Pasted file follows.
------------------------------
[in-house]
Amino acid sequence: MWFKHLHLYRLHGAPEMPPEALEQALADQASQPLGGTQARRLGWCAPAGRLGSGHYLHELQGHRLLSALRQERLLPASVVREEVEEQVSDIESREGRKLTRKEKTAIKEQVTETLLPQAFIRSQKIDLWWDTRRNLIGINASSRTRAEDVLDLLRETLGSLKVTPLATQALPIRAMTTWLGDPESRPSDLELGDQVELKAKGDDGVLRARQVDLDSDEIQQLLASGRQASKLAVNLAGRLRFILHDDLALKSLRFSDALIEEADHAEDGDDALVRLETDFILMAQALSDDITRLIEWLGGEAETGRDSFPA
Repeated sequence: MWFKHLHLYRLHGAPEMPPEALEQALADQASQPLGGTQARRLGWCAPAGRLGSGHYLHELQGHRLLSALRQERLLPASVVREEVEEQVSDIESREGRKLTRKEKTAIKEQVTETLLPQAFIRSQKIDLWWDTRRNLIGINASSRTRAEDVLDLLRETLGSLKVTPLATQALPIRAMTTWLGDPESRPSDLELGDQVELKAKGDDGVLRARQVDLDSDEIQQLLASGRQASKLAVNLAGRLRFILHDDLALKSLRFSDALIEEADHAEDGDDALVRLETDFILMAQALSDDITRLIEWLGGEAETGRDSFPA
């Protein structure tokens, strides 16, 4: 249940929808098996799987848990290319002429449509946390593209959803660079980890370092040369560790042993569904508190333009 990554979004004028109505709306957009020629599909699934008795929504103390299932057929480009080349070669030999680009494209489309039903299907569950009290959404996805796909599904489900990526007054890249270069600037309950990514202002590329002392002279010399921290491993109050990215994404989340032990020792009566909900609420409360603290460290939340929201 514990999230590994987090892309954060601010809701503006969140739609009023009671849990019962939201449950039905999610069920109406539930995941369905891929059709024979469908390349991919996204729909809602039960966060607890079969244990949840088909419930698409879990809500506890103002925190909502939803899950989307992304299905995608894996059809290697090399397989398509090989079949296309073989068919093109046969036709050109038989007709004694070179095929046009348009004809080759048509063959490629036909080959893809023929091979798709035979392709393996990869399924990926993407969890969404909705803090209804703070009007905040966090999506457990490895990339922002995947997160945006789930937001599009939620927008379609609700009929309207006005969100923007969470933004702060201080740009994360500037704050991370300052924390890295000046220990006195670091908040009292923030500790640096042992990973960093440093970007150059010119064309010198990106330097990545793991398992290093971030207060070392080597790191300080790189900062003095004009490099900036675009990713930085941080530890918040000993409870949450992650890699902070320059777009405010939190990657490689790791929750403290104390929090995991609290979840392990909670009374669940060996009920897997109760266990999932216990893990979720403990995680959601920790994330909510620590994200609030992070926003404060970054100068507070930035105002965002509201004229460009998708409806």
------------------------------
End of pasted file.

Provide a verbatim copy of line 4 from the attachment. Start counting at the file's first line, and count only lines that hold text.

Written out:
């Protein structure tokens, strides 16, 4: 249940929808098996799987848990290319002429449509946390593209959803660079980890370092040369560790042993569904508190333009 990554979004004028109505709306957009020629599909699934008795929504103390299932057929480009080349070669030999680009494209489309039903299907569950009290959404996805796909599904489900990526007054890249270069600037309950990514202002590329002392002279010399921290491993109050990215994404989340032990020792009566909900609420409360603290460290939340929201 514990999230590994987090892309954060601010809701503006969140739609009023009671849990019962939201449950039905999610069920109406539930995941369905891929059709024979469908390349991919996204729909809602039960966060607890079969244990949840088909419930698409879990809500506890103002925190909502939803899950989307992304299905995608894996059809290697090399397989398509090989079949296309073989068919093109046969036709050109038989007709004694070179095929046009348009004809080759048509063959490629036909080959893809023929091979798709035979392709393996990869399924990926993407969890969404909705803090209804703070009007905040966090999506457990490895990339922002995947997160945006789930937001599009939620927008379609609700009929309207006005969100923007969470933004702060201080740009994360500037704050991370300052924390890295000046220990006195670091908040009292923030500790640096042992990973960093440093970007150059010119064309010198990106330097990545793991398992290093971030207060070392080597790191300080790189900062003095004009490099900036675009990713930085941080530890918040000993409870949450992650890699902070320059777009405010939190990657490689790791929750403290104390929090995991609290979840392990909670009374669940060996009920897997109760266990999932216990893990979720403990995680959601920790994330909510620590994200609030992070926003404060970054100068507070930035105002965002509201004229460009998708409806």